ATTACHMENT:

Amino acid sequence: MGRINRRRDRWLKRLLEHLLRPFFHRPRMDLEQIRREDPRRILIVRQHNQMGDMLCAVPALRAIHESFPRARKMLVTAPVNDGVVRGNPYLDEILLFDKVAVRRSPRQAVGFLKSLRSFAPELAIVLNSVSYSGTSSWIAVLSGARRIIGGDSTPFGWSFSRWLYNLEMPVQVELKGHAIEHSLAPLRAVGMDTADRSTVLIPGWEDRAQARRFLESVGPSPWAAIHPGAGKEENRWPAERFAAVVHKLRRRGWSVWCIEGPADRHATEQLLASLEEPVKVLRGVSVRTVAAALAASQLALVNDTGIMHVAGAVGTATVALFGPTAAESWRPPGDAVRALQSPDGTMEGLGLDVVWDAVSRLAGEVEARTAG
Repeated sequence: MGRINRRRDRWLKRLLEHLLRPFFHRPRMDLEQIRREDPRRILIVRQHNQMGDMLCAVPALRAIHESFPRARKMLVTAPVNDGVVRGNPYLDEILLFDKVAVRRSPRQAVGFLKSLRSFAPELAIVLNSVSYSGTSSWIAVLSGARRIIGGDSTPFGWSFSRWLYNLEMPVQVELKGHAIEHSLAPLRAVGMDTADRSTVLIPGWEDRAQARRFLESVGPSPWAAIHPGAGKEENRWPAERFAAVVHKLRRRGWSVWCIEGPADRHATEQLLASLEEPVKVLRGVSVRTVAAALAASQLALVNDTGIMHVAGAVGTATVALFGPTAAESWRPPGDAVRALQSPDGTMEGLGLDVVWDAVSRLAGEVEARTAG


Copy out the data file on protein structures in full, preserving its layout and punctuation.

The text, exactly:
Amino acid sequence: MGRINRRRDRWLKRLLEHLLRPFFHRPRMDLEQIRREDPRRILIVRQHNQMGDMLCAVPALRAIHESFPRARKMLVTAPVNDGVVRGNPYLDEILLFDKVAVRRSPRQAVGFLKSLRSFAPELAIVLNSVSYSGTSSWIAVLSGARRIIGGDSTPFGWSFSRWLYNLEMPVQVELKGHAIEHSLAPLRAVGMDTADRSTVLIPGWEDRAQARRFLESVGPSPWAAIHPGAGKEENRWPAERFAAVVHKLRRRGWSVWCIEGPADRHATEQLLASLEEPVKVLRGVSVRTVAAALAASQLALVNDTGIMHVAGAVGTATVALFGPTAAESWRPPGDAVRALQSPDGTMEGLGLDVVWDAVSRLAGEVEARTAG
Repeated sequence: MGRINRRRDRWLKRLLEHLLRPFFHRPRMDLEQIRREDPRRILIVRQHNQMGDMLCAVPALRAIHESFPRARKMLVTAPVNDGVVRGNPYLDEILLFDKVAVRRSPRQAVGFLKSLRSFAPELAIVLNSVSYSGTSSWIAVLSGARRIIGGDSTPFGWSFSRWLYNLEMPVQVELKGHAIEHSLAPLRAVGMDTADRSTVLIPGWEDRAQARRFLESVGPSPWAAIHPGAGKEENRWPAERFAAVVHKLRRRGWSVWCIEGPADRHATEQLLASLEEPVKVLRGVSVRTVAAALAASQLALVNDTGIMHVAGAVGTATVALFGPTAAESWRPPGDAVRALQSPDGTMEGLGLDVVWDAVSRLAGEVEARTAG